Sis Gloria says it is best to be tested; then they can help the baby. But what if they say HIV? I have heard it is not good to breastfeed, but what will the mothers say if they see me feeding with a bottle. They will know. I know there is medicine that can save the baby, but people here don’t get it. What if they say to me HIV?
What will Rachidi say? Will anyone love me if I am HIV? Will he want to hold me any more, make love to me? Will he blame me? Will he beat me? What will happen to me? Will I die alone? What will we do for food? Tendo eats so much now he is growing, where will I find money to feed three children without a man and his wages? And now there’s a new baby on the way.
Will the baby be sick? Will it die soon? It is better not to know. Kihato is wrong. It is better not to talk. If you don’t hear the word HIV, you can hope.
She is right; this HIV is here. And I know who we will be burying next – my grandchild. The one who was going to save us all from poverty. Even now I must hurry, as she might need me, I cannot leave her for too long. How are we going to bury her? Not in a coffin with shining handles like Bra Madiso. Who will pay for the coffin and the burial, and for the tombstone for this girl who promised so much?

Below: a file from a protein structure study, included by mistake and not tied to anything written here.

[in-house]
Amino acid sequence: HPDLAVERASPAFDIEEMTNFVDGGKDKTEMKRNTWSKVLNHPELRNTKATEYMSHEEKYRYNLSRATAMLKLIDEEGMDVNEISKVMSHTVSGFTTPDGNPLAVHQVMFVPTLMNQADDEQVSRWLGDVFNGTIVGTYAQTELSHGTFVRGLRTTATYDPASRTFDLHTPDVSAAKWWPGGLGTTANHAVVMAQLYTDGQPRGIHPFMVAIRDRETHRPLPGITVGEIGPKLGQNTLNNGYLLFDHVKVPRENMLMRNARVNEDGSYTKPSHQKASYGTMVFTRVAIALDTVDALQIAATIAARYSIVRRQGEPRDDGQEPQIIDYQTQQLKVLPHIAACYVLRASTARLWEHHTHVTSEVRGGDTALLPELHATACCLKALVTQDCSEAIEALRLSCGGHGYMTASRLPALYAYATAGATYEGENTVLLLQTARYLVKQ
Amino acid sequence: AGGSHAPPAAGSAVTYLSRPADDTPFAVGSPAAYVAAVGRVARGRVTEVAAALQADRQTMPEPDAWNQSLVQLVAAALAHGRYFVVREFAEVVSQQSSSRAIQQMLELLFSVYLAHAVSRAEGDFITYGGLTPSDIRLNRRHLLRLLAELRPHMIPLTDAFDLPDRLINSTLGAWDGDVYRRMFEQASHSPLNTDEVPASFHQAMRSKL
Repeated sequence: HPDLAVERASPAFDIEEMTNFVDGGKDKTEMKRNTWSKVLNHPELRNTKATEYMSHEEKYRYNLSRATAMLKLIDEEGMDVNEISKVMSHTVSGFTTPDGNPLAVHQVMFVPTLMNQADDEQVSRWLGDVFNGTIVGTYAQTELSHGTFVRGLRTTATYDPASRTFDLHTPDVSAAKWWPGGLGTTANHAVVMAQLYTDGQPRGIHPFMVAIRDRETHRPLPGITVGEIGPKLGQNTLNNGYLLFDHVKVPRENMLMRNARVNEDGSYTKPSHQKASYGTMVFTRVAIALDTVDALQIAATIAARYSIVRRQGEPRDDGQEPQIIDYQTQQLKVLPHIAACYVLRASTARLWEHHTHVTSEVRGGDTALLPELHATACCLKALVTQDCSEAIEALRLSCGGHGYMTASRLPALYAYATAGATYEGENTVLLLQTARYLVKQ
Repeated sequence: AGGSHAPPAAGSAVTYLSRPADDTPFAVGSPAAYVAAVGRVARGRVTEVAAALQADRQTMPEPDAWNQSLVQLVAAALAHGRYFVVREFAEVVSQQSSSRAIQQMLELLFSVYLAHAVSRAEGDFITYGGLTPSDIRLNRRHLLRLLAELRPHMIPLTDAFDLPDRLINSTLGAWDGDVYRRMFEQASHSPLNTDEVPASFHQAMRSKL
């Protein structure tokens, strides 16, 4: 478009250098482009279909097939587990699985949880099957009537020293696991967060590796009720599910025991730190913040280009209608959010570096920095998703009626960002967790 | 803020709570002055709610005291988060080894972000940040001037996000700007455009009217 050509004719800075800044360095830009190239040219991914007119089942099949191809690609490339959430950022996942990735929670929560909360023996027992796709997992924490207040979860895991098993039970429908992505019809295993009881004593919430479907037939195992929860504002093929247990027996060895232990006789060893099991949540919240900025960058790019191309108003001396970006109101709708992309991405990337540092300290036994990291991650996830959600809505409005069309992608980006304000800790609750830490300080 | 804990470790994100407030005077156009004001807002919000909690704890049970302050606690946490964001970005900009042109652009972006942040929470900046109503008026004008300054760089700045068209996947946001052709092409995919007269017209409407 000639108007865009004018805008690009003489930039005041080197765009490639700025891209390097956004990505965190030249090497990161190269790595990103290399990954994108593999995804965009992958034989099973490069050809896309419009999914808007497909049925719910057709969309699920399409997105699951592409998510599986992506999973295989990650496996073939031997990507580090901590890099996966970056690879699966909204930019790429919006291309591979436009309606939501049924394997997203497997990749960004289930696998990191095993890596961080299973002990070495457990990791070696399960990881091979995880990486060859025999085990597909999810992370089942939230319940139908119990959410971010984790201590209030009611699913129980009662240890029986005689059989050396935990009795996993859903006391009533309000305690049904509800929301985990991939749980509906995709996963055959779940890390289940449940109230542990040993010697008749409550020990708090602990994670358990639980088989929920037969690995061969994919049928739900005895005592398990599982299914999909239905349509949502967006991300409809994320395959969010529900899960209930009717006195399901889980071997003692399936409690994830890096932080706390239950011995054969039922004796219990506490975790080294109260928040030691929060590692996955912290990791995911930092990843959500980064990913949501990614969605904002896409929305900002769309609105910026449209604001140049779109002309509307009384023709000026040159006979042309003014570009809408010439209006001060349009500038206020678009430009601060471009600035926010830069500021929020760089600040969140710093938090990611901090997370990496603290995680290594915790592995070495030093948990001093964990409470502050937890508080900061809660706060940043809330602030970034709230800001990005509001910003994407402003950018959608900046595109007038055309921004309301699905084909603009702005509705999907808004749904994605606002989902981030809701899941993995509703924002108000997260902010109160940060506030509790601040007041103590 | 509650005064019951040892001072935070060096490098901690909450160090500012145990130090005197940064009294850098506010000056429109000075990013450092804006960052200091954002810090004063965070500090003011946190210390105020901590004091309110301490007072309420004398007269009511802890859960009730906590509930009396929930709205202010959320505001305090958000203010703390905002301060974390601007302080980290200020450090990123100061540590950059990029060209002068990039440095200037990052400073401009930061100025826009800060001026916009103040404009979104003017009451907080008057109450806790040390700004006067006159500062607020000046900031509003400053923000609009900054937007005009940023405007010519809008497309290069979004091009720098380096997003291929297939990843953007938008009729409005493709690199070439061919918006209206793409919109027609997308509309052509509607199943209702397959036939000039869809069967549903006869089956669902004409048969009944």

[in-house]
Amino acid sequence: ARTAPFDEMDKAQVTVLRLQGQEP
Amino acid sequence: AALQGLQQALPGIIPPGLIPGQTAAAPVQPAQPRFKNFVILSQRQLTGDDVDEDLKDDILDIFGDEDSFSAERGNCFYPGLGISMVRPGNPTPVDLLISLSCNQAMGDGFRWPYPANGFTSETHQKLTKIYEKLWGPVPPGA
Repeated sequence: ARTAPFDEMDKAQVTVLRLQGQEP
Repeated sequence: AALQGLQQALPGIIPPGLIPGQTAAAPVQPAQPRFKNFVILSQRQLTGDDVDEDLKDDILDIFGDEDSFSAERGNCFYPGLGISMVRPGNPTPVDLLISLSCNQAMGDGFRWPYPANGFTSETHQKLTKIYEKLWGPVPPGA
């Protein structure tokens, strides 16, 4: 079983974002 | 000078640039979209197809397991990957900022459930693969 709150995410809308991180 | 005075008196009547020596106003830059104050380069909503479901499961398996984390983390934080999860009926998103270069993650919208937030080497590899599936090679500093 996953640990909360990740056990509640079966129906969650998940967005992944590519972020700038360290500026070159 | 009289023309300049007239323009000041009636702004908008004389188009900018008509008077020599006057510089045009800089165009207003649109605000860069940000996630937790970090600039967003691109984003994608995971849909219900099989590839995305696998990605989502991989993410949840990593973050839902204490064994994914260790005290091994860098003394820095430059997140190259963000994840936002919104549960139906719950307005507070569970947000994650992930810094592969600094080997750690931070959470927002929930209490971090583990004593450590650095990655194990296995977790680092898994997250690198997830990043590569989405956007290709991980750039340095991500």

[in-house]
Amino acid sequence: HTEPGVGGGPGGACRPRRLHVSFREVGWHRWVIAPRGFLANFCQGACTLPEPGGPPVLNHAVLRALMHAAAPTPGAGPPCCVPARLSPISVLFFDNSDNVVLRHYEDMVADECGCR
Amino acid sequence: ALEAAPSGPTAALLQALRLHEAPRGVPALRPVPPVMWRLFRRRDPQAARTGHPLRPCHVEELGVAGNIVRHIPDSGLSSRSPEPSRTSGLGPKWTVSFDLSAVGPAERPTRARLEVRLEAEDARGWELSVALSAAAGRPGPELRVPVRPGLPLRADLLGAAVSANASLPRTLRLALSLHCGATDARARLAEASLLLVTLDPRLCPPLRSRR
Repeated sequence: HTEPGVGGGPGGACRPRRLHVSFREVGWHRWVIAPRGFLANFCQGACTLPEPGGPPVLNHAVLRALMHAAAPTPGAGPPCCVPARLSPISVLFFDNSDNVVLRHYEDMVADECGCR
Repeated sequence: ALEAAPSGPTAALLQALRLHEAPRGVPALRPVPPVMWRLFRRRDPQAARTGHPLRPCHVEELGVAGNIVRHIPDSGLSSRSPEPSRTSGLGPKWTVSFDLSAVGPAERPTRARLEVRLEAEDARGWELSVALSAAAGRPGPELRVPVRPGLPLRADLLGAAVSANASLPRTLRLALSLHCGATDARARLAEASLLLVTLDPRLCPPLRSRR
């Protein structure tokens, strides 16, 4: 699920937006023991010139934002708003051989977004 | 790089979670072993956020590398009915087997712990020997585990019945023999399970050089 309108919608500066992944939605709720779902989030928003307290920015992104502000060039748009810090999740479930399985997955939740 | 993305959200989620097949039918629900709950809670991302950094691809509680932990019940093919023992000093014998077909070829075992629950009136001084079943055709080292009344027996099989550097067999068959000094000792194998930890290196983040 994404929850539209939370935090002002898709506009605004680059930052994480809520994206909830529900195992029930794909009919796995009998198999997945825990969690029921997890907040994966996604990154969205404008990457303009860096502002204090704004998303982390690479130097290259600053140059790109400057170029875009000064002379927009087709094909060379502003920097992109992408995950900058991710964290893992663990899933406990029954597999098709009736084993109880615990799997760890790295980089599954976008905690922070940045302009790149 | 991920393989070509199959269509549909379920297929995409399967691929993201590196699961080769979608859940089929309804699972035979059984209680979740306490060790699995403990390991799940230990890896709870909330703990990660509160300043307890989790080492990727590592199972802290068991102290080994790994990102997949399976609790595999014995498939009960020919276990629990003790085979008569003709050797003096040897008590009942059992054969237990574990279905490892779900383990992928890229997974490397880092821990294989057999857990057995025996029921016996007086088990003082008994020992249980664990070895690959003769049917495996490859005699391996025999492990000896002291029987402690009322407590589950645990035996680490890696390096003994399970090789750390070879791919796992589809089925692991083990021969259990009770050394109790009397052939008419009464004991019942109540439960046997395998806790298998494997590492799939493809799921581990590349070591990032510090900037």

Whew! This Kihato, she is right: no-one talks. We are too afraid of this thing that is here with us. She’s right – we are all silent now, even me. Me, the one who leads the women, the one who tells the men to let us speak. The one who calls them all to dig the wells and plant the trees. We need to speak. Enough of this weakness now. Kihato needs help; we need to speak and help the people face this HIV.
Child (14) whose parents have died from HIV/AIDS:
I see them all. They are here at the funeral with their parents and we are alone. Not even Bra Madiso to make a joke about the mistress as we hurried past his shop on the way to school. We are alone. They are all here with their parents and we are alone. I want to turn away and go from church. My heart is sore remembering. Remembering when we came to church with parents too. How is it for our parents lying too in a box like Bra Madiso?